Pour the liquid mixture into the well. Then work everything into a smooth soft dough by gradually adding the flour from the edges into the liquid. Knead well for 8-10 minutes, adding a little flour if the dough is too sticky.

Place the dough into an oiled bowl, cover with a damp tea-towel and let stand for 10 minutes. Make five or six balls from the dough.

Preheat the grill to medium and place a tray on the upper shelf under the grill to heat up.

Roll the dough balls out quite thinly, sprinkle with the desired topping. Wet your fingertips with water and press into the surface of the dough. (This creates the blisters in the naan). Place the pieces onto the hot baking tray and grill for just 1-2 minutes, or until lightly browned. Brush with butter or oil and serve hot.

short bread copy

As you know, last weekend the Dedes worked overtime to get their pictures taken for the Artist’s Survival Cookbook. Even though they worked late, they didn’t quite finish and will have to continue in their spare time. It didn’t help that they had a heated discussion for a while, which kept them from working for some time.

Punch Drunk got the munchies while waiting his turn and he thought that while he waits he might as well whip up a treat for everyone to keep them going. The fridge was rather empty. They simply forgot to go to the shops to get food as they were so engrossed in the photoshoot. Anyway, he found some butter and sugar, and flour is of course  always in the pantry. So he decided to throw together some shortbread. He thought it was a good idea and that the treat would go down well.

Fairy Godmother shrieked in disgust when she saw him placing a plate with his baking on the table. She grabbed the piece of shortbread Punch Drunk held in his hand and shouted “That stuff is pure poison! It is made of butter and sugar only! Can you think of anything more unhealthy?”  The studio fell silent and everyone looked at her. Punch Drunk ducked, obviously fearing Fairy Godmother would hurl the cookie at him. But she didn’t. She just glared at him disapprovingly.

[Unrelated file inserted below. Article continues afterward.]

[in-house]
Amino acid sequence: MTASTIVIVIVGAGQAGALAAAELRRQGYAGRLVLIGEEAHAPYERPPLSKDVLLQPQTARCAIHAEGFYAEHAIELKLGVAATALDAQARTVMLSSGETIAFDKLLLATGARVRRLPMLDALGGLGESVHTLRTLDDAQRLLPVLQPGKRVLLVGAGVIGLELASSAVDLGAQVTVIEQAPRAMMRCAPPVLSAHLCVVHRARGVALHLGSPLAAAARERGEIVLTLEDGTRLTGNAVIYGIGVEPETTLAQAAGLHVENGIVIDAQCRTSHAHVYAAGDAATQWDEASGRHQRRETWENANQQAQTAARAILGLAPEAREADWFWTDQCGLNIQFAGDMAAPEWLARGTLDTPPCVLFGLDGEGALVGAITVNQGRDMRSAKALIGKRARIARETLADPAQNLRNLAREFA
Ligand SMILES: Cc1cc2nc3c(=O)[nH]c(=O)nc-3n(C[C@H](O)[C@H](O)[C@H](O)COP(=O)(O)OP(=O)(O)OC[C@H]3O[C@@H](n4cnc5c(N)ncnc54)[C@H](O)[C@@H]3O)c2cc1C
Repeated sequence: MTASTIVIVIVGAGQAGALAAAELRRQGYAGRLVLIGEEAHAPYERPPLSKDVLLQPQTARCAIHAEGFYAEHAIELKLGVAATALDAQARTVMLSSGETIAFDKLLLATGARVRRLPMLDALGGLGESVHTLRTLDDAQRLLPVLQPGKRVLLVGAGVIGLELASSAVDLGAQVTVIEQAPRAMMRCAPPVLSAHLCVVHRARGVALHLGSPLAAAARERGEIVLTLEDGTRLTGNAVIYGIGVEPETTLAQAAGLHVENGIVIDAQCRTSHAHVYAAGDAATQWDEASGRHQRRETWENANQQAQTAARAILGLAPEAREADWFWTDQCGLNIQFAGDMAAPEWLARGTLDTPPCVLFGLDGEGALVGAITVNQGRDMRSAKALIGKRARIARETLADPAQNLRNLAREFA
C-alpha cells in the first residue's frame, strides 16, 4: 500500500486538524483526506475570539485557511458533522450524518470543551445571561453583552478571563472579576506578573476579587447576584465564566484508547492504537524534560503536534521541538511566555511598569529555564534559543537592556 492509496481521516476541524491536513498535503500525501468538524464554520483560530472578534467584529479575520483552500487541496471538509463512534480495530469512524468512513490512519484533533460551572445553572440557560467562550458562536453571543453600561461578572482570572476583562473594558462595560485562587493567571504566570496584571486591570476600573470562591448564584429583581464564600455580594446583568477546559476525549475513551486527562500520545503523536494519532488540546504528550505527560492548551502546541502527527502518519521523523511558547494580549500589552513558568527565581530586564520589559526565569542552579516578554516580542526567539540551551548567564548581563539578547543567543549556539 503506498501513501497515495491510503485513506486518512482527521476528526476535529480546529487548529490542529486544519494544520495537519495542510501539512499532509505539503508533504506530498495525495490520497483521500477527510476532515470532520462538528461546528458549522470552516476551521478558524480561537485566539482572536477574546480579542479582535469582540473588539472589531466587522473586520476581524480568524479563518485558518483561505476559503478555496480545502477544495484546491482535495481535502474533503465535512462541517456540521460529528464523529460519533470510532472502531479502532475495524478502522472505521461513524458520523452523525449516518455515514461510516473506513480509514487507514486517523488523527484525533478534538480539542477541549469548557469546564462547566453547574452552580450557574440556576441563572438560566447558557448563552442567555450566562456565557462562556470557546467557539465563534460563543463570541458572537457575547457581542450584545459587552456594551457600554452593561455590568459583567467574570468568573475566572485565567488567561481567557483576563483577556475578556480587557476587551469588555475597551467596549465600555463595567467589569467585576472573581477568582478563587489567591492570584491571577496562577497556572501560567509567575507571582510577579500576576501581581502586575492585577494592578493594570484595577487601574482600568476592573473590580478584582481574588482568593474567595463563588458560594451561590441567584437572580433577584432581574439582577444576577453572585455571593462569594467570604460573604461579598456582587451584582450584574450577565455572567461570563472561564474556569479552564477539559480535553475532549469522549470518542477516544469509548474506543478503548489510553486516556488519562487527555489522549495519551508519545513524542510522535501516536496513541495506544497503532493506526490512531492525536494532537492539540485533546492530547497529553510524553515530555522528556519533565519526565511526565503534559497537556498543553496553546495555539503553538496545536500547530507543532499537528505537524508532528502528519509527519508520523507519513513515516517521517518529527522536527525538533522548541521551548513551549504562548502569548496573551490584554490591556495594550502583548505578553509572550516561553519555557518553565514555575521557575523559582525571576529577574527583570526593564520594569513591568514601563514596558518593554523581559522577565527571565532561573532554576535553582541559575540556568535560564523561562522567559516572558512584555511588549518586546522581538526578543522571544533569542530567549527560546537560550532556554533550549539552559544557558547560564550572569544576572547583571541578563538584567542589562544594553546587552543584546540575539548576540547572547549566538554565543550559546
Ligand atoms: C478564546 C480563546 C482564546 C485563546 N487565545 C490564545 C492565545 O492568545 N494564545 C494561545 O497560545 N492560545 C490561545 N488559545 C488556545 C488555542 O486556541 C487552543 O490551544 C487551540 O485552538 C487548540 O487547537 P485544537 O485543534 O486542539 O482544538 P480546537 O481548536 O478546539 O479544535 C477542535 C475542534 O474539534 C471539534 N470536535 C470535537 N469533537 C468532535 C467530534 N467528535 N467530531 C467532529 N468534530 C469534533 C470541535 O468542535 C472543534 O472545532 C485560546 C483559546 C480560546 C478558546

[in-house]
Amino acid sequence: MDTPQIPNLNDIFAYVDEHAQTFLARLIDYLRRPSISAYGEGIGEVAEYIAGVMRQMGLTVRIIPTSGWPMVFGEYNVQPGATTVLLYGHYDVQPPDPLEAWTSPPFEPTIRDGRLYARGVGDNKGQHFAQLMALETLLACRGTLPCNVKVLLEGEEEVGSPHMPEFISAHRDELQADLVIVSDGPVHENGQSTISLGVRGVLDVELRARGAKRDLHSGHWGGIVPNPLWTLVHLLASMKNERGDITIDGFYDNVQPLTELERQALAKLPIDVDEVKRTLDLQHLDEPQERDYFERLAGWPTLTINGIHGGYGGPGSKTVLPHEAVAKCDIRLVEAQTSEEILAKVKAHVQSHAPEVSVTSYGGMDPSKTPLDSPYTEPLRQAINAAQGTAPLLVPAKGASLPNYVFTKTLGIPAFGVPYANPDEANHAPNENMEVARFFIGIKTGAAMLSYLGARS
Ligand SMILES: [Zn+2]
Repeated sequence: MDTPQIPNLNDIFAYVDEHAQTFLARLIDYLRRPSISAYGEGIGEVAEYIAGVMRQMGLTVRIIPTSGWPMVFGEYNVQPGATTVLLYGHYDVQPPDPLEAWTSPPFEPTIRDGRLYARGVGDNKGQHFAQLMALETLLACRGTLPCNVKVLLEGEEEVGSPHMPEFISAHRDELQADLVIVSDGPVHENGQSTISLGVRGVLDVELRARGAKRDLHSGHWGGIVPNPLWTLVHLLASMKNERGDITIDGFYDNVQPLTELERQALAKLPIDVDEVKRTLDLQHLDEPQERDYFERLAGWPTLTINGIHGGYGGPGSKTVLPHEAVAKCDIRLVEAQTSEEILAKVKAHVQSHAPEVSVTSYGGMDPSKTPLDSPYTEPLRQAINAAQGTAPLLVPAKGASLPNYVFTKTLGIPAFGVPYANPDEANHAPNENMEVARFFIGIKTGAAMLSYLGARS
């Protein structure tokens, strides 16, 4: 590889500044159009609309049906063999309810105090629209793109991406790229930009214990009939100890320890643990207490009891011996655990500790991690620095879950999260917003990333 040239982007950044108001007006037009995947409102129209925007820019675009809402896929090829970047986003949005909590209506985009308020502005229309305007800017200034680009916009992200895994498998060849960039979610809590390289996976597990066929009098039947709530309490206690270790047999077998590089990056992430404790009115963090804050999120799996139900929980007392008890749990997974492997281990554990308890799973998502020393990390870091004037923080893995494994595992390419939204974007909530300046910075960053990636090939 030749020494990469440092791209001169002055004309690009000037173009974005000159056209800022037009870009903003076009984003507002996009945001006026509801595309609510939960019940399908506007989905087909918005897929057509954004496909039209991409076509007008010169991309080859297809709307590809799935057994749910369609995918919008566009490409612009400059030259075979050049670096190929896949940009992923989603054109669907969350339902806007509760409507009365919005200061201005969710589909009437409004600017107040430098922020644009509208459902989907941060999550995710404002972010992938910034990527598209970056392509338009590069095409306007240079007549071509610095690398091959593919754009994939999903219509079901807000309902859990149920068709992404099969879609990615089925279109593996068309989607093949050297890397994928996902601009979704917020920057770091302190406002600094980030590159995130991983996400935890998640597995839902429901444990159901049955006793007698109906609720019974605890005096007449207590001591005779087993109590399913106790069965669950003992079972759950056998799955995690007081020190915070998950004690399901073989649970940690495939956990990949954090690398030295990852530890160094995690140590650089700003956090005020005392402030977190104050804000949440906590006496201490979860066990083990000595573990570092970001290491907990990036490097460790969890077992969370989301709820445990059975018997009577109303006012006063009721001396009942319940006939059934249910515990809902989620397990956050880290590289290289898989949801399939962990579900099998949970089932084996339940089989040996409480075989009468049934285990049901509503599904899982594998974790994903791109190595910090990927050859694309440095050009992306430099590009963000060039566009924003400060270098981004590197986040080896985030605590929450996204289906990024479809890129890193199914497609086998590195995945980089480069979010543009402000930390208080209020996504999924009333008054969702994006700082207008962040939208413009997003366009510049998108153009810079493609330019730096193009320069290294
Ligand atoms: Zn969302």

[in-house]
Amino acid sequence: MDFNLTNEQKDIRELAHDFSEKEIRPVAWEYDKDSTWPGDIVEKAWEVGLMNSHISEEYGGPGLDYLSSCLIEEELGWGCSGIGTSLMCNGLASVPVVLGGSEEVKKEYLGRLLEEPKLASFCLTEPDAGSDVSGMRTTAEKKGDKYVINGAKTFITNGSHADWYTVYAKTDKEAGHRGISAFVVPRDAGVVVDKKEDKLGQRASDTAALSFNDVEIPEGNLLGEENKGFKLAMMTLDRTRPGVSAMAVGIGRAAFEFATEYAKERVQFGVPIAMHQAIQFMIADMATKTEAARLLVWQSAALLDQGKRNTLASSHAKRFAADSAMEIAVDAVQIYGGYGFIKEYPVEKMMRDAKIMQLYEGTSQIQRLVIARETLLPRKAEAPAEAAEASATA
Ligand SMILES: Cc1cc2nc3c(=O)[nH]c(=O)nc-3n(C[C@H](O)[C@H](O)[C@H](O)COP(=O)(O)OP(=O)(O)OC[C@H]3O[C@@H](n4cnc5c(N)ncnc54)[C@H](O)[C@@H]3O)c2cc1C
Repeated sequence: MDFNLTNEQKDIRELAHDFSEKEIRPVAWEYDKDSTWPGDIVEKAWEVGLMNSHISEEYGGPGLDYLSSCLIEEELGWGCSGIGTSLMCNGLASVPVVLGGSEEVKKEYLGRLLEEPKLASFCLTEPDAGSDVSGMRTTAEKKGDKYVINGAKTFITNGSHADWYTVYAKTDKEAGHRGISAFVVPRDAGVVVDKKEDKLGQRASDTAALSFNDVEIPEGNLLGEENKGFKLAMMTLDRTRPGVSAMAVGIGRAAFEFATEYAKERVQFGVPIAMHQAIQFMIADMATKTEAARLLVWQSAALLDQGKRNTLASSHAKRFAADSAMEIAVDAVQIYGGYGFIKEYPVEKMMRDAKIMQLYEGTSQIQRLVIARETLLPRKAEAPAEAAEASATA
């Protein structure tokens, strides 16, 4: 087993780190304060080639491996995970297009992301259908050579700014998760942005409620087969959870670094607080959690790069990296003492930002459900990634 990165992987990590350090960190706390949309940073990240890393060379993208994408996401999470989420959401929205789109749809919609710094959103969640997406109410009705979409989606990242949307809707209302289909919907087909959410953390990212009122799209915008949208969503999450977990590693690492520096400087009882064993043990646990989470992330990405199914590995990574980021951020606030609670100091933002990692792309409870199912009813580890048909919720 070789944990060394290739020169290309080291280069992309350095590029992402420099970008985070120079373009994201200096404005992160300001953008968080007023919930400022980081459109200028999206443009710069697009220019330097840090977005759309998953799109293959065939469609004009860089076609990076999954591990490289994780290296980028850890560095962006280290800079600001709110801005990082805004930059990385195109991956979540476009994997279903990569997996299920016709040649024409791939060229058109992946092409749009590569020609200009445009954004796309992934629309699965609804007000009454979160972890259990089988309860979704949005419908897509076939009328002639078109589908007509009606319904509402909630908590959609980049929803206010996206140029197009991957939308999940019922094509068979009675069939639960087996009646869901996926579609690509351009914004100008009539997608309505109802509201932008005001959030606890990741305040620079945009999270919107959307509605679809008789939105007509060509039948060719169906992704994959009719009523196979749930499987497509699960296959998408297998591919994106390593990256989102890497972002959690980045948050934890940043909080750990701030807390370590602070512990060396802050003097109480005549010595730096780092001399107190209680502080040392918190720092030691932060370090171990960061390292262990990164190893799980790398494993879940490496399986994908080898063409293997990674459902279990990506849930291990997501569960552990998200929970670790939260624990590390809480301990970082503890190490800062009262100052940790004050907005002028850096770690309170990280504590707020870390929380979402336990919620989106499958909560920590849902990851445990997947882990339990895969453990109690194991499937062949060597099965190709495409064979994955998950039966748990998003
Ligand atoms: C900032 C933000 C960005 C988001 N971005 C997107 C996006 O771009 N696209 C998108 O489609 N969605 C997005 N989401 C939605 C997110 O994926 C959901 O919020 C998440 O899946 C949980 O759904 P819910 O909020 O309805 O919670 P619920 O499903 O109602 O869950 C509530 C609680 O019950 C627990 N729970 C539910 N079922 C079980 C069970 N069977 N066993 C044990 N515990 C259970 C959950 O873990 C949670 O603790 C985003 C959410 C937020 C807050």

“I’ll have one” said Devil, who has a sweet tooth and helped himself confidently. “Me too” L’Artiste followed suit. He was running the show and had not realised how hungry he was. “Are you crazy?” said Fairy Godmother. She wanted to confiscate the plate but Devil held on to it. “It is a little treat to share around. At least when one reads the recipe one is fully aware of what’s in it” he said. “Get over it.” Fairy Godmother continued to point out out all the negative effects of sugar and fat. Of course some of the other Dedes sided with her.

In the meantime,  L’Artiste gulped down three more pieces and said: “You don’t have to eat it! But I can go for another hour now. Let’s get back to work. Chop, chop!”

Mouse grabbed Punch Drunk by the arm and said “I think for the sake of completeness, we should put the recipe in the book.” Punch Drunk looked at her gratefully and handed over the recipe.


4 tablespoons of butter, ¼ cup of sugar, 1 cup of flour


Beat the butter and the sugar together until smooth. Stir in flour to get a smooth paste. (If the dough is too crumbly and doesn’t’ stick together, wet your hands with water and work into the dough until it holds together.) Heat the oven to 1900C While the oven is heating up, let the paste rest in the fridge. Then put it on a work surface and gently roll out until the paste is about 1 cm thick. Cut into fingers and place on a baking tray.  As the dough contains a lot of butter, there is no need to butter the tray. Prick each piece with a fork a couple of times. Bake in the oven for 15-20 minutes, or until pale golden-brown. Set aside to cool on a wire rack.


This is a really busy weekend for the Dedes. They all lined up in the studio to get their pictures taken for the Artist’s Survival Cookbook. For a while they’ve been discussing with L’Artiste how to do the imagery in the book. The pics on the blog were only quick snapshots taken on the day when their recipe was baked. Mouse baulked at the idea of re-making everything just to get better shots. She is really annoyed that nobody listened to her when she said, “Do it once and do it right!” Why should she spend more time now, she asked, when she can use her time so much better for the design of the book.

“But don’t you want to have the best possible book?” asked Detail.

“Leave her alone” said Devil. “I can understand, she’s the one who does all the work! There is always a way around it.”

In the end they decided to take new pictures in the studio and present the existing ones as selfies. They asked Mouse to quickly mock a page up to show everyone. She acted coyly at first, as she doesn’t want to show work in progress. She has a long list of things she still has to solve. But the others were adament that the readers need to know they are still working on the book. In the end she succumbed.